Uber, a personal taxi app that quickly and easily links customers with a nearby driver, allows users to get a ride to their desired location at half the price or less than you would pay for a standard taxicab. This innovative use of technology seemed, at first, to be a godsend for city-livers on a budget. However, problems continue to arise all around this company, particular with its drivers.
As you can imagine, taxi drivers and those new to the industry jumped at the opportunity to run business on their own terms. However, many should have considered what kind of pay cut they would receive from a company offering their services at half the price. Many claim to be working well over a normal 40-hour work week, while barely making minimum wage. Others worry about their safety or the lack of support in cases of difficult passengers. Being employed by an app, without a main contact for problems, paperwork, or concerns is obviously beginning to show its vulnerability. Uber drivers are permitted to work as much or as little as they want, receiving a commission for each ride. While it sounds like an ample opportunity, drivers claim pay is too low, risk it too high, and the reliability of the company just isn’t there.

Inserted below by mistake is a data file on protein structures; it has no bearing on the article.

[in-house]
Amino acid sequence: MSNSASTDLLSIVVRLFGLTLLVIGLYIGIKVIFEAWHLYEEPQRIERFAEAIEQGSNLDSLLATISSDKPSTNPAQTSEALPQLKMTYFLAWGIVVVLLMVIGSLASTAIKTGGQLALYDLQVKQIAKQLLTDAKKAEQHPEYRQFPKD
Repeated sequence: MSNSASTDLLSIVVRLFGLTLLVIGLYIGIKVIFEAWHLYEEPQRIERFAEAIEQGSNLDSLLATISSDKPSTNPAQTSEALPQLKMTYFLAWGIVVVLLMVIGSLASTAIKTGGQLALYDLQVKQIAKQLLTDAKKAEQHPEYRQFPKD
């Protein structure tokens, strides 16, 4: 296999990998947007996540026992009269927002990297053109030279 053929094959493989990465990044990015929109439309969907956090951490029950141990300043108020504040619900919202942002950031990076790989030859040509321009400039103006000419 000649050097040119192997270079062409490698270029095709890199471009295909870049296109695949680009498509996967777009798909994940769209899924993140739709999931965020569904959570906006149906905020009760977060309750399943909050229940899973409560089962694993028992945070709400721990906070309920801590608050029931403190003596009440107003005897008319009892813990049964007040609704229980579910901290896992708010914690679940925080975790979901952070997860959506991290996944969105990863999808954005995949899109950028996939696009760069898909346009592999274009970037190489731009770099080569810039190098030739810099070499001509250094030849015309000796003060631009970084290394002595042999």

As with many companies working with new technologies and innovations, there is very little governing this business or its practices. Big cab companies and taxi drivers have spoken out asking why these drivers, who are obviously taking a large chunk of their business, are not being regulated as tightly as they are. The question raises real concerns for both driver and passenger safety as well as the legality of these operations.
Read the full article here: http://www.theguardian.com/technology/2015/jun/12/uber-drivers-threaten-rebellion-against-the-40bn-company